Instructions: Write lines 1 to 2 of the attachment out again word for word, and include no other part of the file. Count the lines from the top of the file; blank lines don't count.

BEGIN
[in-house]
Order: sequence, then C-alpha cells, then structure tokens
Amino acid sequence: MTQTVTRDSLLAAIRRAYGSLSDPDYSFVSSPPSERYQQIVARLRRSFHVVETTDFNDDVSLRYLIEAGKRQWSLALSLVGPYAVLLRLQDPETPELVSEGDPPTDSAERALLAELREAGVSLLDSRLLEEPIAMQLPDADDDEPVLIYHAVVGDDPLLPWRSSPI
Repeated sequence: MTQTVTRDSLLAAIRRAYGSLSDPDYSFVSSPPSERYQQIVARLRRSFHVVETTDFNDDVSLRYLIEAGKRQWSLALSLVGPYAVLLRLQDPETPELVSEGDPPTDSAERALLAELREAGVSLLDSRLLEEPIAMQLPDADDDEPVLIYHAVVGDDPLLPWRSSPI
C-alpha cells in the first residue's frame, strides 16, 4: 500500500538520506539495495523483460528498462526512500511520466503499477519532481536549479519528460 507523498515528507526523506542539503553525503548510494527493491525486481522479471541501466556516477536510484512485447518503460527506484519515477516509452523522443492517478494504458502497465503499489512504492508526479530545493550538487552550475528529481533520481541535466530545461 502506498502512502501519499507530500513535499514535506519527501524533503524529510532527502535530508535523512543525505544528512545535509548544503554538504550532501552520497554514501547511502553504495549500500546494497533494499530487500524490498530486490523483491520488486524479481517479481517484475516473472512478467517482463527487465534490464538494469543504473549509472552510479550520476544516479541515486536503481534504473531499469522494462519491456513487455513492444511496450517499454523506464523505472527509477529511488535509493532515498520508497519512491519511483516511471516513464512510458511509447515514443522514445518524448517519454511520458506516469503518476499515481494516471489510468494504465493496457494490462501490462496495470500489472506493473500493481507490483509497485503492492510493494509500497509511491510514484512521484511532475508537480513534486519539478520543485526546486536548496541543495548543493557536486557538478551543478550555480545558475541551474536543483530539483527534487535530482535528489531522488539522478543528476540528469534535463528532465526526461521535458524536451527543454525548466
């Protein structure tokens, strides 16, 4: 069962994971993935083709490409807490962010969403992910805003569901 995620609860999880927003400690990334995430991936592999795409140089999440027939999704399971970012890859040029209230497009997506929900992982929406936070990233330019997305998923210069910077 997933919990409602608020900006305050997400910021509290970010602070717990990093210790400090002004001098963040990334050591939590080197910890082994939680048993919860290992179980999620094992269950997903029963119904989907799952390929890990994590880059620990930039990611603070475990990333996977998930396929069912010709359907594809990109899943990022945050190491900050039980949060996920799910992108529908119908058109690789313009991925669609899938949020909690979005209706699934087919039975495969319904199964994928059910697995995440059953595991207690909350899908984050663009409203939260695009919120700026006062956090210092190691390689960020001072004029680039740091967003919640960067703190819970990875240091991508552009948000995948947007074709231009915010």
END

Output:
[in-house]
Order: sequence, then C-alpha cells, then structure tokens